Mayor D’Alesandro Protests Suburban Virginia Airport for D.C. (1949)
This is a great post that we’re sharing on our sister site, Ghosts of DC.
Airline traffic was getting too heavy for National Airport to handle by the end of the 1940s. The region’s second airport was Friendship International Airport (now BWI) near Baltimore. Though it was closer to Baltimore, it still was within a reasonable drive to service Washington. Any future airport development outside of D.C. would seriously impact the economic development of Friendship. So, when talk of a new suburban airport started heating up, Mayor D’Alesandro voiced his complaints. (For those that aren’t aware, Mayor D’Alesandro was the father of former Speaker of the House Nancy Pelosi.)
Below is an article that we dug up in The Washington Post, printed on Saturday, December 31st, 1949.
Baltimore, Dec. 30 (AP).–Mayor D’Alesandro today asked President Truman to reject a proposal for a major airport in Virginia to relieve Washington air traffic.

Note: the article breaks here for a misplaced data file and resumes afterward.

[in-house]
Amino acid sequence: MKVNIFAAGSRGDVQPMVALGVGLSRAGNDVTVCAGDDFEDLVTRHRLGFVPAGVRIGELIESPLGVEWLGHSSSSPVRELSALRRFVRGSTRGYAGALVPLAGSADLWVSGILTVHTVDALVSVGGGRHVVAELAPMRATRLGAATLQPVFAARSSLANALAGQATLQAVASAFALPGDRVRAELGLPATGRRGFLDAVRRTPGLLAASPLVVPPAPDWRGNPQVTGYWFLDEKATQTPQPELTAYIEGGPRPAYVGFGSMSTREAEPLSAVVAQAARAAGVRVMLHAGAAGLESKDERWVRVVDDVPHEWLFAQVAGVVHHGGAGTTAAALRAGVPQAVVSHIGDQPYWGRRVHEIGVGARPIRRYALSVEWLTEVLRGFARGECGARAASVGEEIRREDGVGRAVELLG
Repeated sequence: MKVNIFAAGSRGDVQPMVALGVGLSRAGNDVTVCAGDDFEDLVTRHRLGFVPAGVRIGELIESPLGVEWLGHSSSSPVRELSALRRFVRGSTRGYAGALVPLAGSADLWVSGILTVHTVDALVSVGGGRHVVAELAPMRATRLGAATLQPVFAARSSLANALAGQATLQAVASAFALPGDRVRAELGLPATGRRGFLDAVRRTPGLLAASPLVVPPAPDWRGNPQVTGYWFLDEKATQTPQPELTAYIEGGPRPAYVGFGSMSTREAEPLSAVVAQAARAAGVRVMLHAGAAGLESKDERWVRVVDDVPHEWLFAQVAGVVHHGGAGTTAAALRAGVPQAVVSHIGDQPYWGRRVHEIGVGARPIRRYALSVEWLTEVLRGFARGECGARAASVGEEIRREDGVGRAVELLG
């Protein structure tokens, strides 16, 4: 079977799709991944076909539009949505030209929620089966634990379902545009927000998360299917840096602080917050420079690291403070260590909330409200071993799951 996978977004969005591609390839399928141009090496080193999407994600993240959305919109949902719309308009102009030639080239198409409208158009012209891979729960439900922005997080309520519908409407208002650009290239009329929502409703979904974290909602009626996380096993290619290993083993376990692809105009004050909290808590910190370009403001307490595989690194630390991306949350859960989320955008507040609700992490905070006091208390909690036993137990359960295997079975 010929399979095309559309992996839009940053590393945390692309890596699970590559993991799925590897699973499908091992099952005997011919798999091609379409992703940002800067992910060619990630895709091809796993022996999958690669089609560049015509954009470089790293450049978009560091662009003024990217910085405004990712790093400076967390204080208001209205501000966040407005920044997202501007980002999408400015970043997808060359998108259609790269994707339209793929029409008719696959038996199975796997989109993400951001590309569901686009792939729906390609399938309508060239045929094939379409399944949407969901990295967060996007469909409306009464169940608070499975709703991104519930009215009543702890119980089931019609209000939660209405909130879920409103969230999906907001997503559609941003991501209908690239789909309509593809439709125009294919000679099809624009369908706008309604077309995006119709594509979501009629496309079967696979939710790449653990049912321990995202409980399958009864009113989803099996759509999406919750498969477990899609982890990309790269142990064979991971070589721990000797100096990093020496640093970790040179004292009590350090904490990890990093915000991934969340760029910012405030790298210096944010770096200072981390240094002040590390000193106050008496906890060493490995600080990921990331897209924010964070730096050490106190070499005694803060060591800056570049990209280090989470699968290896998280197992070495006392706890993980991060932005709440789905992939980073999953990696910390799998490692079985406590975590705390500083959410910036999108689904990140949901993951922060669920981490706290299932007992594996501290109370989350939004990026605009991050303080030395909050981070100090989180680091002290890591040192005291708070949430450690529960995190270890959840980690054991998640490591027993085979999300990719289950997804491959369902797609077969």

He said the Friendship International Airport, about 10 miles from Baltimore and 30 miles from Washington, would fit the bill nicely.
[It is understood that the Civil Aeronautics Administration has been considering construction of an airport in Fairfax County, Va.–Editor’s Note]
In a wire to the White House, D’Alesandro said in part:
“The city of Baltimore will open Friendship International Airport next summer’
“This 3200-acre facility has been developed with the encouragement and assistance of the Federal Government to serve the growing air traffic in the Washington, Baltimore, Annapolis region.
“With the completion of the Washington-Baltimore Expressway is [sic] will be only 30 minutes from downtown Washington and 15 minutes from downtown Baltimore.
“The building of an additional Federal airport in Virginia would at best only duplicate this facility at an estimated cost of approximately 20 million dollars.
The need for better airport facilities has been pointed up recently by several accidents in the Washington area. However, Civil Aeronautics Administration officials have said that the Friendship field would be considered only as a temporary solution because of its distance from Washington.
The accidents that they’re referring to include the horrific collision of a passenger plane and military fighter in November of that year. There were 55 casualties in the crash, including a Member of Congress.
Well, we know what eventually happened … Dulles Airport was built and dedicated in 1962 by President Kennedy, and Washington now has two airports that are a really long drive away, IAD and BWI. I’ll keep sticking to DCA whenever I can.